Steve Chapman

The cops -- at least the good ones, who are presumably the majority -- have as much reason to want these recordings as the accused. The best defense against a phony charge of police brutality is a video showing exactly what the officer said and did. A suspect who is visibly inebriated or violent will have a hard time refuting the camera's testimony in court.

Yet Chicago has dragged its feet, and it's not alone. After the 1991 Rodney King beating, a commission recommended that the Los Angeles Police Department mount cameras in its squad cars. It installed some but soon got rid of them.

A federal monitor proposed the idea again in 2005, but the police chief, The Los Angeles Times reported, "said he saw it as a long-term project." Last year -- 17 years later -- the LAPD finally decided to equip some vehicles.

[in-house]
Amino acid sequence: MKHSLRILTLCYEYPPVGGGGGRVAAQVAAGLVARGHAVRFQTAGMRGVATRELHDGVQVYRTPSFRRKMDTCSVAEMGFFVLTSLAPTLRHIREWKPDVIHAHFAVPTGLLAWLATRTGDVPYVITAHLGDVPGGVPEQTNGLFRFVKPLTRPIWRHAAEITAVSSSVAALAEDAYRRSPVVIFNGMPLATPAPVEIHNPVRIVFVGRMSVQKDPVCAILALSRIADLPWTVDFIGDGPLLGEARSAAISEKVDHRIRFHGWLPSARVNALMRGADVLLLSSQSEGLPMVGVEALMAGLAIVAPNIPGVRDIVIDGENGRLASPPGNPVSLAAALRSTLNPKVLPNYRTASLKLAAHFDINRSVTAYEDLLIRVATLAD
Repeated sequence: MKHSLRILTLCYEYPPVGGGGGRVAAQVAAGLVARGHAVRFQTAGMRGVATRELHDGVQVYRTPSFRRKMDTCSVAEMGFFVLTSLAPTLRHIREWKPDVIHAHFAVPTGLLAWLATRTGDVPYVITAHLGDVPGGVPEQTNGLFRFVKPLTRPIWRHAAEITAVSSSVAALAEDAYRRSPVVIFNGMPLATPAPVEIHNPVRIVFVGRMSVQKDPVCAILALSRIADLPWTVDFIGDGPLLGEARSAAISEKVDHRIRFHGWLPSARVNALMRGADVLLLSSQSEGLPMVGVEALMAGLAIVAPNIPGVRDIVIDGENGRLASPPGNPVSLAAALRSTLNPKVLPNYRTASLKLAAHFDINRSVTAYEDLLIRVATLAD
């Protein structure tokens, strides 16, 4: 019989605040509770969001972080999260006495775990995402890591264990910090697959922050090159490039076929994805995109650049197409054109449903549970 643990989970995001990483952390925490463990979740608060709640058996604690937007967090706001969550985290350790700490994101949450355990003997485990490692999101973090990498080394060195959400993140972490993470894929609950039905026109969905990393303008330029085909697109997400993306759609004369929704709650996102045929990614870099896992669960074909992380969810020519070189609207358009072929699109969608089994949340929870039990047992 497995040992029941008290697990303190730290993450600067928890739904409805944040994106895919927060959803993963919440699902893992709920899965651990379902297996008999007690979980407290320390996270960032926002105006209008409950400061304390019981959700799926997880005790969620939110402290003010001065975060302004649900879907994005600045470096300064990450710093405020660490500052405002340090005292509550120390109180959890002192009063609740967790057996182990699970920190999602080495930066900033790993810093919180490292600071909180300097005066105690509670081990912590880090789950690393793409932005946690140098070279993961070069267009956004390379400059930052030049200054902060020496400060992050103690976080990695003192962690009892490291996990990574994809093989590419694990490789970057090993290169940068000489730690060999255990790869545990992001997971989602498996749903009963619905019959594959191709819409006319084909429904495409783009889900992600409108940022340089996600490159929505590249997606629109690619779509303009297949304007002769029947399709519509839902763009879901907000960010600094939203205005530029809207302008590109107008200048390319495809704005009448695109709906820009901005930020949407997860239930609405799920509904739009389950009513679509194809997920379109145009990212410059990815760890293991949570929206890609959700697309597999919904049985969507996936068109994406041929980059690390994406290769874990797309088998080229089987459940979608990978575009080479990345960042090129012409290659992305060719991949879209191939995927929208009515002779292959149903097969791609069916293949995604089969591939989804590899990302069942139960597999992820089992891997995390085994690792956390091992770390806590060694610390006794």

Contrast that with Chicago Mayor Richard Daley's enthusiasm for other types of video. Chicago now has some 2,250 surveillance cameras to detect criminal conduct in public places. By 2016, Daley promised last month, Chicago will have one on every corner. The city has also installed red-light cameras at some 132 intersections, with another 330 planned.

So what exactly is different about those cameras? Well, they are trained on the citizenry, not on the police. What's sauce for the goose seems to be regarded as a dubious liquid substance when proposed for the gander. The city is less eager to capture video evidence if it may expose wrongdoing by its own law enforcement agents.

But the rest of us might want to keep unsleeping electronic eyes on the people with guns and badges. A city with a good police department can gain a lot from squad-car video cameras. A city with a bad one can gain even more.


Steve Chapman

Steve Chapman is a columnist and editorial writer for the Chicago Tribune.
 

 
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